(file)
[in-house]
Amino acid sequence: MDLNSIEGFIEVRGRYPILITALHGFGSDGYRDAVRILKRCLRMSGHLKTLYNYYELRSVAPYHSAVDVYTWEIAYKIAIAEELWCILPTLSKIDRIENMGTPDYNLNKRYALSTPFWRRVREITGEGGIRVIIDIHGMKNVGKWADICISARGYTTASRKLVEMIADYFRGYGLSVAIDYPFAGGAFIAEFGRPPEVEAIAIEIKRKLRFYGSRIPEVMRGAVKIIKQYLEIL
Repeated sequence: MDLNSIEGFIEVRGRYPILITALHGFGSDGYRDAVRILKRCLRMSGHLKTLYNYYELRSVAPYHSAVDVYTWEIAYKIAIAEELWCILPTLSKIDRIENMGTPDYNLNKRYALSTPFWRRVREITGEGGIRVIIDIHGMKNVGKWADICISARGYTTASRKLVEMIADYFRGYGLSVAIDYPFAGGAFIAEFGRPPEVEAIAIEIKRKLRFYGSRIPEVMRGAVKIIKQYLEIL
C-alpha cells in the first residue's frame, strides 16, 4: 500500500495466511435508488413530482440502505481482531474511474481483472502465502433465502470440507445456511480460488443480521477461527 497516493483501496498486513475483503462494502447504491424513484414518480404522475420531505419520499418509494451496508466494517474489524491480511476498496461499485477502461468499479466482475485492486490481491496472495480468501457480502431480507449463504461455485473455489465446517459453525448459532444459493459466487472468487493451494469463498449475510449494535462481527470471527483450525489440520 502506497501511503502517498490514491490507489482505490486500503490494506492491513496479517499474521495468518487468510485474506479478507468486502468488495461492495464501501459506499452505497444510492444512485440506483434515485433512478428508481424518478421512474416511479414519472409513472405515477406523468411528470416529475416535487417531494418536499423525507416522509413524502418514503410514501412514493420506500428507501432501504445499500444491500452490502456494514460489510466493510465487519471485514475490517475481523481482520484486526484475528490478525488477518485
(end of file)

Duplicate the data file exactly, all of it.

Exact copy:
[in-house]
Amino acid sequence: MDLNSIEGFIEVRGRYPILITALHGFGSDGYRDAVRILKRCLRMSGHLKTLYNYYELRSVAPYHSAVDVYTWEIAYKIAIAEELWCILPTLSKIDRIENMGTPDYNLNKRYALSTPFWRRVREITGEGGIRVIIDIHGMKNVGKWADICISARGYTTASRKLVEMIADYFRGYGLSVAIDYPFAGGAFIAEFGRPPEVEAIAIEIKRKLRFYGSRIPEVMRGAVKIIKQYLEIL
Repeated sequence: MDLNSIEGFIEVRGRYPILITALHGFGSDGYRDAVRILKRCLRMSGHLKTLYNYYELRSVAPYHSAVDVYTWEIAYKIAIAEELWCILPTLSKIDRIENMGTPDYNLNKRYALSTPFWRRVREITGEGGIRVIIDIHGMKNVGKWADICISARGYTTASRKLVEMIADYFRGYGLSVAIDYPFAGGAFIAEFGRPPEVEAIAIEIKRKLRFYGSRIPEVMRGAVKIIKQYLEIL
C-alpha cells in the first residue's frame, strides 16, 4: 500500500495466511435508488413530482440502505481482531474511474481483472502465502433465502470440507445456511480460488443480521477461527 497516493483501496498486513475483503462494502447504491424513484414518480404522475420531505419520499418509494451496508466494517474489524491480511476498496461499485477502461468499479466482475485492486490481491496472495480468501457480502431480507449463504461455485473455489465446517459453525448459532444459493459466487472468487493451494469463498449475510449494535462481527470471527483450525489440520 502506497501511503502517498490514491490507489482505490486500503490494506492491513496479517499474521495468518487468510485474506479478507468486502468488495461492495464501501459506499452505497444510492444512485440506483434515485433512478428508481424518478421512474416511479414519472409513472405515477406523468411528470416529475416535487417531494418536499423525507416522509413524502418514503410514501412514493420506500428507501432501504445499500444491500452490502456494514460489510466493510465487519471485514475490517475481523481482520484486526484475528490478525488477518485